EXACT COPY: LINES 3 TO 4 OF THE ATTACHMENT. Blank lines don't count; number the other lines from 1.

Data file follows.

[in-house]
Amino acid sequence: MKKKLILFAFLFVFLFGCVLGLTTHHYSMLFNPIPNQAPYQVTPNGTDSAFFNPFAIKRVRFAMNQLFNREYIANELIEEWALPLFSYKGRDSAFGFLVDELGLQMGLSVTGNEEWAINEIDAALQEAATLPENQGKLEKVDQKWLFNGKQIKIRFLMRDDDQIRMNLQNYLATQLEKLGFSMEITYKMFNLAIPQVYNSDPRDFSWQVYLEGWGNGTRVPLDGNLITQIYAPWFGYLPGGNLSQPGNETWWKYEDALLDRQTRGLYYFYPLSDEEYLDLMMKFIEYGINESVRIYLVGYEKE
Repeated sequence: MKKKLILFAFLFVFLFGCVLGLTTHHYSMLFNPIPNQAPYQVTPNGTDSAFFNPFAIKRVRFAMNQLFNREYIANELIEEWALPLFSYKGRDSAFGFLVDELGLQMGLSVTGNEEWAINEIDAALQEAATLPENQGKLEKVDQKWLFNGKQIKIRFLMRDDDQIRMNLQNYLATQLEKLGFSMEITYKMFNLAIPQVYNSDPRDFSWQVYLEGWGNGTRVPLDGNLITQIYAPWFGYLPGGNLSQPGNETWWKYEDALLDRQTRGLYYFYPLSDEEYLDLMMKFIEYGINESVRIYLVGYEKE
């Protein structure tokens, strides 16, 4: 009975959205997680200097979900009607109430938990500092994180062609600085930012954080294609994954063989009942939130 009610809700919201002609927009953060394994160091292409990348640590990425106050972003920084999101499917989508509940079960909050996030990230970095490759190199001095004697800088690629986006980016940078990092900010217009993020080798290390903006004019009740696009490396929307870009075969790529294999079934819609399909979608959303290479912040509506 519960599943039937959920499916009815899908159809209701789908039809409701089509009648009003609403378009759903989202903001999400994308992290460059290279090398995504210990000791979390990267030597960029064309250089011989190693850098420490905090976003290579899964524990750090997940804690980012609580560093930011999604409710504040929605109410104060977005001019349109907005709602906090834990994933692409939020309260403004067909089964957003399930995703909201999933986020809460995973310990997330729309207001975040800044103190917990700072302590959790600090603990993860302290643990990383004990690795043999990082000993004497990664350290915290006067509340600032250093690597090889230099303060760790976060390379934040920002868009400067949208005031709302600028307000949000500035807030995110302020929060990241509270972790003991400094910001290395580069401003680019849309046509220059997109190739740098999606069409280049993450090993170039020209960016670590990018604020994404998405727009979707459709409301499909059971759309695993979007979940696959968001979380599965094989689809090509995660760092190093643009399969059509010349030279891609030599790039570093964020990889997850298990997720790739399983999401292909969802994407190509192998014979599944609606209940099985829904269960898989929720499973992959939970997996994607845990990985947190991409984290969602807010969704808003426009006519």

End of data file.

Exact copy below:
Repeated sequence: MKKKLILFAFLFVFLFGCVLGLTTHHYSMLFNPIPNQAPYQVTPNGTDSAFFNPFAIKRVRFAMNQLFNREYIANELIEEWALPLFSYKGRDSAFGFLVDELGLQMGLSVTGNEEWAINEIDAALQEAATLPENQGKLEKVDQKWLFNGKQIKIRFLMRDDDQIRMNLQNYLATQLEKLGFSMEITYKMFNLAIPQVYNSDPRDFSWQVYLEGWGNGTRVPLDGNLITQIYAPWFGYLPGGNLSQPGNETWWKYEDALLDRQTRGLYYFYPLSDEEYLDLMMKFIEYGINESVRIYLVGYEKE
């Protein structure tokens, strides 16, 4: 009975959205997680200097979900009607109430938990500092994180062609600085930012954080294609994954063989009942939130 009610809700919201002609927009953060394994160091292409990348640590990425106050972003920084999101499917989508509940079960909050996030990230970095490759190199001095004697800088690629986006980016940078990092900010217009993020080798290390903006004019009740696009490396929307870009075969790529294999079934819609399909979608959303290479912040509506 519960599943039937959920499916009815899908159809209701789908039809409701089509009648009003609403378009759903989202903001999400994308992290460059290279090398995504210990000791979390990267030597960029064309250089011989190693850098420490905090976003290579899964524990750090997940804690980012609580560093930011999604409710504040929605109410104060977005001019349109907005709602906090834990994933692409939020309260403004067909089964957003399930995703909201999933986020809460995973310990997330729309207001975040800044103190917990700072302590959790600090603990993860302290643990990383004990690795043999990082000993004497990664350290915290006067509340600032250093690597090889230099303060760790976060390379934040920002868009400067949208005031709302600028307000949000500035807030995110302020929060990241509270972790003991400094910001290395580069401003680019849309046509220059997109190739740098999606069409280049993450090993170039020209960016670590990018604020994404998405727009979707459709409301499909059971759309695993979007979940696959968001979380599965094989689809090509995660760092190093643009399969059509010349030279891609030599790039570093964020990889997850298990997720790739399983999401292909969802994407190509192998014979599944609606209940099985829904269960898989929720499973992959939970997996994607845990990985947190991409984290969602807010969704808003426009006519």